With less than one month before the Jan. 3 Iowa caucuses, Republican presidential contender former Arkansas Gov. Mike Huckabee is amassing the support of Iowa's Christian evangelicals.
Huckabee, a former Southern Baptist minister, announced the names Tuesday in Iowa of more than 60 pastors endorsing his presidential bid, including Tim LaHaye, best-selling author of the Christian apocalyptic "Left Behind" series; LaHaye's wife, Beverly LaHaye, founder of Concerned Women for America; and Chuck Hurley, an influential Iowa conservative.
The announcement was the payoff of months of work by Huckabee staffer Matt Reisetter, 32, whose job it is to get Christian evangelicals in Iowa excited about Huckabee's bid for the GOP nomination.
"There's been a lot of evangelicals who really like the governor since the first time they were exposed to him," Reisetter said, " but there's a lot of pragmatists among the evangelical ranks — they want to support a winner."
Reisetter said now that Huckabee is surging in the polls — locked in a statistical dead heat with longtime Iowa front-runner former Massachusetts Gov. Mitt Romney — evangelicals feel more comfortable backing him.
"They see he's a winner and he aligns with them on issues that matter the most," Reisetter said.
Huckabee addressed a group of 300 pastors in Iowa Monday attending a religious conference and received more than three standing ovations.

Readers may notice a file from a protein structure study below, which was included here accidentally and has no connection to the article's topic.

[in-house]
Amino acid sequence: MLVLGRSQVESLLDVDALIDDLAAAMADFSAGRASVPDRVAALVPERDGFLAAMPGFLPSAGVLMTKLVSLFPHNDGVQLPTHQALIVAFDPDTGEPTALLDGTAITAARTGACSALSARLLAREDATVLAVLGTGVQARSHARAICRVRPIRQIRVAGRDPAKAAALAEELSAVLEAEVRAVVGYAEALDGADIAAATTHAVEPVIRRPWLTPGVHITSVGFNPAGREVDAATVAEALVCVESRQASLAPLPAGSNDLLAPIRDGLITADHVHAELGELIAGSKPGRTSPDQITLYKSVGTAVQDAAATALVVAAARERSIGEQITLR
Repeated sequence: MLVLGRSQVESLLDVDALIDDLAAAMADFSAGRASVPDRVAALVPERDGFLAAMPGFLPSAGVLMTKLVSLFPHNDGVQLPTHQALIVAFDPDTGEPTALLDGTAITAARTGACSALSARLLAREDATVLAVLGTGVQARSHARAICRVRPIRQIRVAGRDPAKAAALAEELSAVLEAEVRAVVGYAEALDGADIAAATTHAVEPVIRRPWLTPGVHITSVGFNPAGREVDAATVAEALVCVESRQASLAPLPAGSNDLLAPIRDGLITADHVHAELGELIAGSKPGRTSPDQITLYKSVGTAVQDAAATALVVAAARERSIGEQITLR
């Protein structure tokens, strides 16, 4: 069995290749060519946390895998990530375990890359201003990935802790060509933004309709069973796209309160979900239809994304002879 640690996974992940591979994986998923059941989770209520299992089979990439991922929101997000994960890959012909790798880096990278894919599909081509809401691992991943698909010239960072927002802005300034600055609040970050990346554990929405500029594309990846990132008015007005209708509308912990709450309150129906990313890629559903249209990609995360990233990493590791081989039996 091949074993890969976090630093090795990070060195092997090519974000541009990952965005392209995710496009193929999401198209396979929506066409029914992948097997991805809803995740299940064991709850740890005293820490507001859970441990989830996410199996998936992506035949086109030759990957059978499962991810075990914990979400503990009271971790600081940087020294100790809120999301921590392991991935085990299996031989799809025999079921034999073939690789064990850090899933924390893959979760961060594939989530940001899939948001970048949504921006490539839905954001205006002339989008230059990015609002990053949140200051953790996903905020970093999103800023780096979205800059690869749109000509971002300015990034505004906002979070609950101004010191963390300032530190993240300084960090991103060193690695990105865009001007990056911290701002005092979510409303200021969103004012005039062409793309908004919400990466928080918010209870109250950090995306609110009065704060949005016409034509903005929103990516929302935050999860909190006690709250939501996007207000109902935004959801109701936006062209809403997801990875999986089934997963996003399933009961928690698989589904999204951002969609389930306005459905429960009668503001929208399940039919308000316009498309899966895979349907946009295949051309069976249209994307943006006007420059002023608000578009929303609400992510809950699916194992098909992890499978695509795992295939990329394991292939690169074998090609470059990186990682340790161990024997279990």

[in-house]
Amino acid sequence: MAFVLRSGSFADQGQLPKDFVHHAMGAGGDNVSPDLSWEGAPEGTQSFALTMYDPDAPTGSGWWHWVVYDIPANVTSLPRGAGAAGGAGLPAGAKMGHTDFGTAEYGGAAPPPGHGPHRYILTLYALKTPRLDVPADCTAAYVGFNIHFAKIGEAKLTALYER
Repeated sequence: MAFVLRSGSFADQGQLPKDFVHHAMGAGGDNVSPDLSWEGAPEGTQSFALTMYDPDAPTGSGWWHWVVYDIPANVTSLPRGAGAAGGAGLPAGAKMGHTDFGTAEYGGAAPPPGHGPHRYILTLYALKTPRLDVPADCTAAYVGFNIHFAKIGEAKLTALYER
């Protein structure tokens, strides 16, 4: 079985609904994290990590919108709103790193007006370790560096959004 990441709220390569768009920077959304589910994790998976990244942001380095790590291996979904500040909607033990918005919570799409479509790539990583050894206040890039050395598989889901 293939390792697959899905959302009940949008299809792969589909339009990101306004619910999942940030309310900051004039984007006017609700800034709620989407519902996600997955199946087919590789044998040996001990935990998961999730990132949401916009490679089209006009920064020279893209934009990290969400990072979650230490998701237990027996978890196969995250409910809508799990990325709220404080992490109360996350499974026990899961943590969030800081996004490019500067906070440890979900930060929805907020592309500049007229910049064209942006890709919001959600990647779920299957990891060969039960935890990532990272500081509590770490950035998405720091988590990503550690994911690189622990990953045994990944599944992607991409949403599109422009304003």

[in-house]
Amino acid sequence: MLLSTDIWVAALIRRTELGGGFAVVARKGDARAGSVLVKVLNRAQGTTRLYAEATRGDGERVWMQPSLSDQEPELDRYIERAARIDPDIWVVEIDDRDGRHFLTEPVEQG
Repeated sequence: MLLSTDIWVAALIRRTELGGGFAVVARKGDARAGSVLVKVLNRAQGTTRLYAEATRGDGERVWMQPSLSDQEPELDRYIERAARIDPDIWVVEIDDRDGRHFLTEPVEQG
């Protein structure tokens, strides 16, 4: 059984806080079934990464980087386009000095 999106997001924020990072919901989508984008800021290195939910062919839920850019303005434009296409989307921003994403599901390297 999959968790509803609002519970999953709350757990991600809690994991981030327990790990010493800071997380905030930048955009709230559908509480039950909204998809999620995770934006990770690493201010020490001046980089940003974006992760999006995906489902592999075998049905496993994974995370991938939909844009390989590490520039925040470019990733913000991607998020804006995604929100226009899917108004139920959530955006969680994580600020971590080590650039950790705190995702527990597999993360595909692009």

"The biggest ovation he got was when he said, 'God is not spelled G-O-P, and if the G-O-P ever leaves G-O-D then the G-O-P will lose m-e,'" said Jamie Johnson, owner of a Christian talk radio station in Iowa. Huckabee was the only presidential hopeful to speak at the event.
Huckabee's consistent anti-abortion, anti-gay marriage stance is a plus for many Christian evangelicals in Iowa. An estimated 40 percent of likely GOP caucus voters in Iowa consider themselves born-again Christians or Christian evangelical.
"He's pro-life, he's pro-God, pro-family and I think that's striking a chord with evangelical Christians here," said Kevin Lee, pastor of a 3,000-member congregation in Sioux City, Iowa.
Lee said he has narrowed his vote down to Huckabee and Romney. "The concern I have with Romney is his Mormon background," he said. "That's the only thing that really holds me back."
Romney will address his Mormon faith this week in a speech many are comparing to John F. Kennedy's iconic 1960 speech about his Catholic faith.
"Many evangelicals are very skeptical about Mormons. They don't understand it," said David Redlawsk, University of Iowa political scientist professor and director of University of Iowa Hawkeye Poll.
But other evangelicals say they're more concerned about Romney's previous support of abortion rights and gay marriage rights when he was the governor of Massachusetts.
"It's not so much his Mormon religion as his Johnny-come-lately position on so many of the issues that matter to the religious right," said Cary Covington, a Christian evangelical and professor of political science at the University of Iowa.
The former Arkansas governor has highlighted his faith and in recent weeks has run a television ad in Iowa that seeks to distinguish him from his rivals.